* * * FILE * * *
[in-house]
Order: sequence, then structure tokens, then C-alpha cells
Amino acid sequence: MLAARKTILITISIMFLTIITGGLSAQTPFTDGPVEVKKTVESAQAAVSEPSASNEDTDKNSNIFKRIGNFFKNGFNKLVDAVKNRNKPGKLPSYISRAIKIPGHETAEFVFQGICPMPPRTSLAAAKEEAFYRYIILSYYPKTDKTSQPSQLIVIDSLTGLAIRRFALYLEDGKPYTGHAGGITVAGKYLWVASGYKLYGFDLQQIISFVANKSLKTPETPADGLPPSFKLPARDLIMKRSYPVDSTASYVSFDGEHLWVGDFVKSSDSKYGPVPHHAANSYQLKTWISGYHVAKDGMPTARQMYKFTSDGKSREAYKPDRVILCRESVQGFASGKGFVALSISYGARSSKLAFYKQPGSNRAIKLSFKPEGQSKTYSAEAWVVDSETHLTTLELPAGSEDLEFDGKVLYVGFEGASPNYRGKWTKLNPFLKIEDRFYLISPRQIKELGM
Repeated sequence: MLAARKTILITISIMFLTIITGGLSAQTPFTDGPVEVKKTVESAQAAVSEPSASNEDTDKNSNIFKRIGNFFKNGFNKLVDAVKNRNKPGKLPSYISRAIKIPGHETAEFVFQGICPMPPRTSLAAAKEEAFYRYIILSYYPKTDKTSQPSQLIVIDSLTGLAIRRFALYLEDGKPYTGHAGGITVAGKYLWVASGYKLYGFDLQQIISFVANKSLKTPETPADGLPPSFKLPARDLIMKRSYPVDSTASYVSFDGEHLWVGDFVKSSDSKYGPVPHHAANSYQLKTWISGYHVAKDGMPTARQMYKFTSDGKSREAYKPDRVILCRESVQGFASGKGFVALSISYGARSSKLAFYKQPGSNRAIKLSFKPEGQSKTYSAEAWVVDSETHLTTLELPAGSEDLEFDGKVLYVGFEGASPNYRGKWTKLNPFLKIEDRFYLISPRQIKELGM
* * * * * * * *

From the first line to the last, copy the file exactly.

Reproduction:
[in-house]
Order: sequence, then structure tokens, then C-alpha cells
Amino acid sequence: MLAARKTILITISIMFLTIITGGLSAQTPFTDGPVEVKKTVESAQAAVSEPSASNEDTDKNSNIFKRIGNFFKNGFNKLVDAVKNRNKPGKLPSYISRAIKIPGHETAEFVFQGICPMPPRTSLAAAKEEAFYRYIILSYYPKTDKTSQPSQLIVIDSLTGLAIRRFALYLEDGKPYTGHAGGITVAGKYLWVASGYKLYGFDLQQIISFVANKSLKTPETPADGLPPSFKLPARDLIMKRSYPVDSTASYVSFDGEHLWVGDFVKSSDSKYGPVPHHAANSYQLKTWISGYHVAKDGMPTARQMYKFTSDGKSREAYKPDRVILCRESVQGFASGKGFVALSISYGARSSKLAFYKQPGSNRAIKLSFKPEGQSKTYSAEAWVVDSETHLTTLELPAGSEDLEFDGKVLYVGFEGASPNYRGKWTKLNPFLKIEDRFYLISPRQIKELGM
Repeated sequence: MLAARKTILITISIMFLTIITGGLSAQTPFTDGPVEVKKTVESAQAAVSEPSASNEDTDKNSNIFKRIGNFFKNGFNKLVDAVKNRNKPGKLPSYISRAIKIPGHETAEFVFQGICPMPPRTSLAAAKEEAFYRYIILSYYPKTDKTSQPSQLIVIDSLTGLAIRRFALYLEDGKPYTGHAGGITVAGKYLWVASGYKLYGFDLQQIISFVANKSLKTPETPADGLPPSFKLPARDLIMKRSYPVDSTASYVSFDGEHLWVGDFVKSSDSKYGPVPHHAANSYQLKTWISGYHVAKDGMPTARQMYKFTSDGKSREAYKPDRVILCRESVQGFASGKGFVALSISYGARSSKLAFYKQPGSNRAIKLSFKPEGQSKTYSAEAWVVDSETHLTTLELPAGSEDLEFDGKVLYVGFEGASPNYRGKWTKLNPFLKIEDRFYLISPRQIKELGM